This volume focuses attention on key environmental and institutional changes associated with eastern expansion of the European Union, assessing and challenging prevailing views about the outcomes and processes of this historic development. Looking at four central themes -- capacity changes and limitations, the EU's mixed messages and conflicting priorities, non-state actor roles and developments, and the exchange of ideas and information - the volume shows that enlargement will change the EU, not just make it bigger, and that EU officials and programs are improving aspects of environmental policy in CEE countries even as they are making others less sustainable.
This book was previously published as a special issue of the journal Environmental Politics.
1. Enlarging EU Environments: Central and Eastern Europe from Transition to Accession 2. Environmental Protection in an Expanding European Community: Lessons from Past Accessions 3. Differential Effects of Enlargement on EU Environmental Governance 4. Environmental Implications of Eastern Enlargement: The End of Progressive EU Environmental Policy? 5. EU Accession and Legal Change: Accomplishments and Challenges in the Czech Case 6. Europeanising Hungarian Waste Policies: Progress or Regression? 7. EU Enlargement and Sustainable Rural Development in Central and Eastern Europe 8. Nuclear Power and EU Enlargement: The Case of Temelín 9. Eurocratising Enlargement? EU Elites and NGO Participation in European Environmental Policy 10. Further up the Learning Curve: NGOs from Transition to Brussels 11. Setting Agendas and Shaping Activism: EU Influence on Central and Eastern European Environmental Movements 12. Environmental Pasts/Environmental Futures in Post-Socialist Europe 13. Market Liberalisation and Sustainability in Transition: Turning Points and Trends in Central and Eastern Europe 14. EU Enlargement and the Environment: Six Challenges 15. Assessing Conventional Wisdom: Environmental Challenges and Opportunities beyond Eastern Accession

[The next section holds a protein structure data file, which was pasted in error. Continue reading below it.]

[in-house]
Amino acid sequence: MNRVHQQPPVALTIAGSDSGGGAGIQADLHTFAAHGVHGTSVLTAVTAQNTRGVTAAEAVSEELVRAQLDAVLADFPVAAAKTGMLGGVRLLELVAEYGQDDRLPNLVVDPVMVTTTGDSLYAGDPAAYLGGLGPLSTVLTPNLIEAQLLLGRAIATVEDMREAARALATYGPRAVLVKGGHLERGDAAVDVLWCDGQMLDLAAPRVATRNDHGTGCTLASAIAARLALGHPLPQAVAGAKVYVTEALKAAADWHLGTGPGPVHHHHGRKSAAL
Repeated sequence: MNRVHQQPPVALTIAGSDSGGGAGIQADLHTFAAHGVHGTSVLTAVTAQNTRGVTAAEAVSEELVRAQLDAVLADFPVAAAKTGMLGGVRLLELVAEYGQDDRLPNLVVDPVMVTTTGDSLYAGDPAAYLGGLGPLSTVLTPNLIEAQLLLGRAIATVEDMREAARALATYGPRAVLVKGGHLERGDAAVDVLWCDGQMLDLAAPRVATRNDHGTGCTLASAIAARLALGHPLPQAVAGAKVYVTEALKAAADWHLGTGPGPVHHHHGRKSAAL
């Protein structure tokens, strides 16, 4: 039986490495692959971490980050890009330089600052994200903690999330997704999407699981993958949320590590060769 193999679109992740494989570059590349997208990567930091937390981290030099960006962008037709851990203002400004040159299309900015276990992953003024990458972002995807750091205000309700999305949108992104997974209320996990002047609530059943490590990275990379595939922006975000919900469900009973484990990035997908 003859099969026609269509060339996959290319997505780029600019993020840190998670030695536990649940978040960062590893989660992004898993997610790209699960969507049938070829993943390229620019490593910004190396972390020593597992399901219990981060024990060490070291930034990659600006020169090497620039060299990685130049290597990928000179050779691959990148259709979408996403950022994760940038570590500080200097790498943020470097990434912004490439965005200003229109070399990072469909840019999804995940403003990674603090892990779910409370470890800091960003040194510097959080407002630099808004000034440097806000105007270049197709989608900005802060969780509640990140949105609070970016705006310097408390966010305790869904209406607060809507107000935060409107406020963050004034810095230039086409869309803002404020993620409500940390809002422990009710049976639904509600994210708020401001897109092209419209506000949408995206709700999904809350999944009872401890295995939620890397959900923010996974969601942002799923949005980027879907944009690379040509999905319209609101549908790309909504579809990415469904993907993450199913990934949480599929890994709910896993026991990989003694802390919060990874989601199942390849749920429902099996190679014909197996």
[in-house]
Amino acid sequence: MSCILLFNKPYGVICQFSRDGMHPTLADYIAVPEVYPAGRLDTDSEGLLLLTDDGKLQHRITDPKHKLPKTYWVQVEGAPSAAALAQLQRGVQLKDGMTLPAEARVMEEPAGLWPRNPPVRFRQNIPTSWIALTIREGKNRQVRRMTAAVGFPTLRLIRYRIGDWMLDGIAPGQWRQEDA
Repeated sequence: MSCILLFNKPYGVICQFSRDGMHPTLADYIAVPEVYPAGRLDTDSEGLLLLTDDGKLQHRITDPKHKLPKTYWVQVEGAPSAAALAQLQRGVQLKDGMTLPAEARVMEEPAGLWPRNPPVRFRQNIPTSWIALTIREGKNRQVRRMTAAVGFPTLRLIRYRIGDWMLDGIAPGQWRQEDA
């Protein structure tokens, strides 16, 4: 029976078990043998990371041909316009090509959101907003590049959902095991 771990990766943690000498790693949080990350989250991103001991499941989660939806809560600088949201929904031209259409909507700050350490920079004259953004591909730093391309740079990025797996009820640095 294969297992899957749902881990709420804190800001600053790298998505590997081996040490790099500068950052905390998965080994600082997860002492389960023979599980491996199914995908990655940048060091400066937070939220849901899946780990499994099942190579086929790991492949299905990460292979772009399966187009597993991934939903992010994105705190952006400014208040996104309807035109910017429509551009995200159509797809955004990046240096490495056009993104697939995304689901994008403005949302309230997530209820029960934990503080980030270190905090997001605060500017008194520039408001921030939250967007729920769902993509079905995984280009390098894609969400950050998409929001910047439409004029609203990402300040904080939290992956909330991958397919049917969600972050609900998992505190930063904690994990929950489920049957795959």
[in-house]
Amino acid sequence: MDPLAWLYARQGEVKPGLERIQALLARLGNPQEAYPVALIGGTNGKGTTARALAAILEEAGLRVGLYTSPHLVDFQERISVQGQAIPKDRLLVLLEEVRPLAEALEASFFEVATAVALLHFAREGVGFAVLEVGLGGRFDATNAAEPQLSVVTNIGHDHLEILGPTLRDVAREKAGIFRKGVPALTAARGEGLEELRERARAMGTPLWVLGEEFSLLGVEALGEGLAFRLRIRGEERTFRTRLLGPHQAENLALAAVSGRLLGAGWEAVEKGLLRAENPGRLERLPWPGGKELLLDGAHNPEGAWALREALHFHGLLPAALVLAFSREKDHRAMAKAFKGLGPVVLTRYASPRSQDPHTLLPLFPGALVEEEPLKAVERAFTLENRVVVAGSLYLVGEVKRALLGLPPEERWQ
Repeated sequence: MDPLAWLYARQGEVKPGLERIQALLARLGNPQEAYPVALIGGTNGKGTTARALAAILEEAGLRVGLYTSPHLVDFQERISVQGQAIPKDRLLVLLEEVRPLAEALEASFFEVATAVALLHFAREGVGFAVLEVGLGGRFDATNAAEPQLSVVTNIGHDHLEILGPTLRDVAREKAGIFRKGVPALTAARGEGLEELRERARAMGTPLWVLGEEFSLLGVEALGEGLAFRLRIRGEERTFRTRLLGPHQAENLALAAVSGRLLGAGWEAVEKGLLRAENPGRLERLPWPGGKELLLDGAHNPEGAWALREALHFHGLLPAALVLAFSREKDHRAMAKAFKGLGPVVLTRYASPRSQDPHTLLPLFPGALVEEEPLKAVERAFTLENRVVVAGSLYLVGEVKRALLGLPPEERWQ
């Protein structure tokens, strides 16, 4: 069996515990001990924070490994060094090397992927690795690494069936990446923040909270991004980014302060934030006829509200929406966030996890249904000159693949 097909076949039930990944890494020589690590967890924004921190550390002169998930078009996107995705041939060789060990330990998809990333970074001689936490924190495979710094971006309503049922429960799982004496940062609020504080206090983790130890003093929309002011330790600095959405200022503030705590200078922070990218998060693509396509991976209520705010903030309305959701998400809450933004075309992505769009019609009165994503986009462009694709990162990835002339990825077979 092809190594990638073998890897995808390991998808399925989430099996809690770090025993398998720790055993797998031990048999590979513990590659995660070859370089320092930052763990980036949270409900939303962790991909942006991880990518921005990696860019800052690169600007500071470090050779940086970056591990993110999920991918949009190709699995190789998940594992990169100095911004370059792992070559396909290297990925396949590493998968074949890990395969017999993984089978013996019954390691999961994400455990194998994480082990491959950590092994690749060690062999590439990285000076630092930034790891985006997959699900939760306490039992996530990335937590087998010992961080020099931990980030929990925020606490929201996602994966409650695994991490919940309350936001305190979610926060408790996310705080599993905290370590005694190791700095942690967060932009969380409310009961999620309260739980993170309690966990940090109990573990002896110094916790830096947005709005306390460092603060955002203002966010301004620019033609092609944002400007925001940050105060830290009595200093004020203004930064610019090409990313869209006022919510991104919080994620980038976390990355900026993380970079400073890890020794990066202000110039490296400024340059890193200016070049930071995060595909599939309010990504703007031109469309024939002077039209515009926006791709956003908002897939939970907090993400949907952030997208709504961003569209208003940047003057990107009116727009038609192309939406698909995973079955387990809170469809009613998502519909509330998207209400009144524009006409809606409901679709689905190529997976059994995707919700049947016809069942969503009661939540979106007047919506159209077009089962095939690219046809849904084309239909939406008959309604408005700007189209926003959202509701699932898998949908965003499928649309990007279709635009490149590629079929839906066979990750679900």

Over recent years environmental politics has moved from a peripheral interest to a central concern within the discipline of politics. This series aims to reinforce this trend through the publication of books that investigate the nature of contemporary environmental politics and show the centrality of environmental politics to the study of politics per se. The series understands politics in a broad sense and books will focus on mainstream issues such as the policy process and new social movements as well as emerging areas such as cultural politics and political economy. Books in the series will analyse contemporary political practices with regards to the environment and/or explore possible future directions for the ‘greening’ of contemporary politics. The series will be of interest not only to academics and students working in the environmental field, but will also demand to be read within the broader discipline.
The series consists of two strands:
Environmental Politics addresses the needs of students and teachers, and the titles are published in paperback and hardback.
Routledge Research in Environmental Politics presents innovative new research intended for high-level specialist readership. These titles are published in hardback only.